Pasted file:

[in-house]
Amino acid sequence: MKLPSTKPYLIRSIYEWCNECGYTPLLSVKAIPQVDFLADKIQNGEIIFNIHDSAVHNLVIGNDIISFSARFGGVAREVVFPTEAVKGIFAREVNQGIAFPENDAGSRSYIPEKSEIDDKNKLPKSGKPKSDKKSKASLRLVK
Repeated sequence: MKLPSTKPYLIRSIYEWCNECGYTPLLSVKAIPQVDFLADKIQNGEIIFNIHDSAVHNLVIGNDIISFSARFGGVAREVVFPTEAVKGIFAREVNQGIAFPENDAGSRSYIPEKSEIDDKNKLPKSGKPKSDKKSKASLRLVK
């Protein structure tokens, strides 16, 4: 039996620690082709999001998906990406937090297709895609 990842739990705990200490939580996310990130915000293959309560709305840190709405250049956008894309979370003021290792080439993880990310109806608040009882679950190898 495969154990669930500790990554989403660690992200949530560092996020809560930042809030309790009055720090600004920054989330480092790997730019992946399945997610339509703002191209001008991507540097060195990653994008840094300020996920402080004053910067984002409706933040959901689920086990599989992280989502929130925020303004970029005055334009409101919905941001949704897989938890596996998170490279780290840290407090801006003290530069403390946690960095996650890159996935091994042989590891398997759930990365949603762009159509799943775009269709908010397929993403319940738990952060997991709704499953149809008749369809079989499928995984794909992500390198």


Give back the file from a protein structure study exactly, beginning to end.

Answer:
[in-house]
Amino acid sequence: MKLPSTKPYLIRSIYEWCNECGYTPLLSVKAIPQVDFLADKIQNGEIIFNIHDSAVHNLVIGNDIISFSARFGGVAREVVFPTEAVKGIFAREVNQGIAFPENDAGSRSYIPEKSEIDDKNKLPKSGKPKSDKKSKASLRLVK
Repeated sequence: MKLPSTKPYLIRSIYEWCNECGYTPLLSVKAIPQVDFLADKIQNGEIIFNIHDSAVHNLVIGNDIISFSARFGGVAREVVFPTEAVKGIFAREVNQGIAFPENDAGSRSYIPEKSEIDDKNKLPKSGKPKSDKKSKASLRLVK
């Protein structure tokens, strides 16, 4: 039996620690082709999001998906990406937090297709895609 990842739990705990200490939580996310990130915000293959309560709305840190709405250049956008894309979370003021290792080439993880990310109806608040009882679950190898 495969154990669930500790990554989403660690992200949530560092996020809560930042809030309790009055720090600004920054989330480092790997730019992946399945997610339509703002191209001008991507540097060195990653994008840094300020996920402080004053910067984002409706933040959901689920086990599989992280989502929130925020303004970029005055334009409101919905941001949704897989938890596996998170490279780290840290407090801006003290530069403390946690960095996650890159996935091994042989590891398997759930990365949603762009159509799943775009269709908010397929993403319940738990952060997991709704499953149809008749369809079989499928995984794909992500390198």